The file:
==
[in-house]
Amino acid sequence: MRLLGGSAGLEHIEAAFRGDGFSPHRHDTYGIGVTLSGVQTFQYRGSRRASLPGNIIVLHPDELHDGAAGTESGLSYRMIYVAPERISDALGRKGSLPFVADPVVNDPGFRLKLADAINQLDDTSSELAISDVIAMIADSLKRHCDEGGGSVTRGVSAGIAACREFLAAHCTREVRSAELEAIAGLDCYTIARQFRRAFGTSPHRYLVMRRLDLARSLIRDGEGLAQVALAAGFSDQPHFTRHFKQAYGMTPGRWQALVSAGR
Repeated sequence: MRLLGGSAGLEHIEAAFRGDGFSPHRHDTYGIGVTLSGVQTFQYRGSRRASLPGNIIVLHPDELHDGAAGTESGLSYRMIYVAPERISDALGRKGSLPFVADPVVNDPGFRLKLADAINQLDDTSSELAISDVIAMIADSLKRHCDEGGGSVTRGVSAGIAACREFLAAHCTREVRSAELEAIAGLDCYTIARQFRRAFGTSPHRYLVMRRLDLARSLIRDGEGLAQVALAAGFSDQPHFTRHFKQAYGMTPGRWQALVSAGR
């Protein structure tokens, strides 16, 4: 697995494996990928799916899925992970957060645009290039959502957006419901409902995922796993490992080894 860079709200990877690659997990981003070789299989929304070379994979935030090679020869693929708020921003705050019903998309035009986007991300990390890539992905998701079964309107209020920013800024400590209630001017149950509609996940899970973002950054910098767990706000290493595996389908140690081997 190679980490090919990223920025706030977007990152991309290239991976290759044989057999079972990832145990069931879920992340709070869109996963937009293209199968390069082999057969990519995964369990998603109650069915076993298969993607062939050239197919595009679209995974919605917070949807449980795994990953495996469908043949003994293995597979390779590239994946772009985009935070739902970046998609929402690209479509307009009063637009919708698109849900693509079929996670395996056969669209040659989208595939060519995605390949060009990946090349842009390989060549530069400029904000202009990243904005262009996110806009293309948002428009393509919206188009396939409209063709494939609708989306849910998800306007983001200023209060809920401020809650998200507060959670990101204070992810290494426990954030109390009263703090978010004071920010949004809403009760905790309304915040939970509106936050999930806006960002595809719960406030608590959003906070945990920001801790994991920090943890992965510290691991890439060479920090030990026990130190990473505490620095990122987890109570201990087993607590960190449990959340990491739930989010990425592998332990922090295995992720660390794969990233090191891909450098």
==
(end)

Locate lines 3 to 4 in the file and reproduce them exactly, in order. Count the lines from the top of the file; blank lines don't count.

Repeated sequence: MRLLGGSAGLEHIEAAFRGDGFSPHRHDTYGIGVTLSGVQTFQYRGSRRASLPGNIIVLHPDELHDGAAGTESGLSYRMIYVAPERISDALGRKGSLPFVADPVVNDPGFRLKLADAINQLDDTSSELAISDVIAMIADSLKRHCDEGGGSVTRGVSAGIAACREFLAAHCTREVRSAELEAIAGLDCYTIARQFRRAFGTSPHRYLVMRRLDLARSLIRDGEGLAQVALAAGFSDQPHFTRHFKQAYGMTPGRWQALVSAGR
């Protein structure tokens, strides 16, 4: 697995494996990928799916899925992970957060645009290039959502957006419901409902995922796993490992080894 860079709200990877690659997990981003070789299989929304070379994979935030090679020869693929708020921003705050019903998309035009986007991300990390890539992905998701079964309107209020920013800024400590209630001017149950509609996940899970973002950054910098767990706000290493595996389908140690081997 190679980490090919990223920025706030977007990152991309290239991976290759044989057999079972990832145990069931879920992340709070869109996963937009293209199968390069082999057969990519995964369990998603109650069915076993298969993607062939050239197919595009679209995974919605917070949807449980795994990953495996469908043949003994293995597979390779590239994946772009985009935070739902970046998609929402690209479509307009009063637009919708698109849900693509079929996670395996056969669209040659989208595939060519995605390949060009990946090349842009390989060549530069400029904000202009990243904005262009996110806009293309948002428009393509919206188009396939409209063709494939609708989306849910998800306007983001200023209060809920401020809650998200507060959670990101204070992810290494426990954030109390009263703090978010004071920010949004809403009760905790309304915040939970509106936050999930806006960002595809719960406030608590959003906070945990920001801790994991920090943890992965510290691991890439060479920090030990026990130190990473505490620095990122987890109570201990087993607590960190449990959340990491739930989010990425592998332990922090295995992720660390794969990233090191891909450098």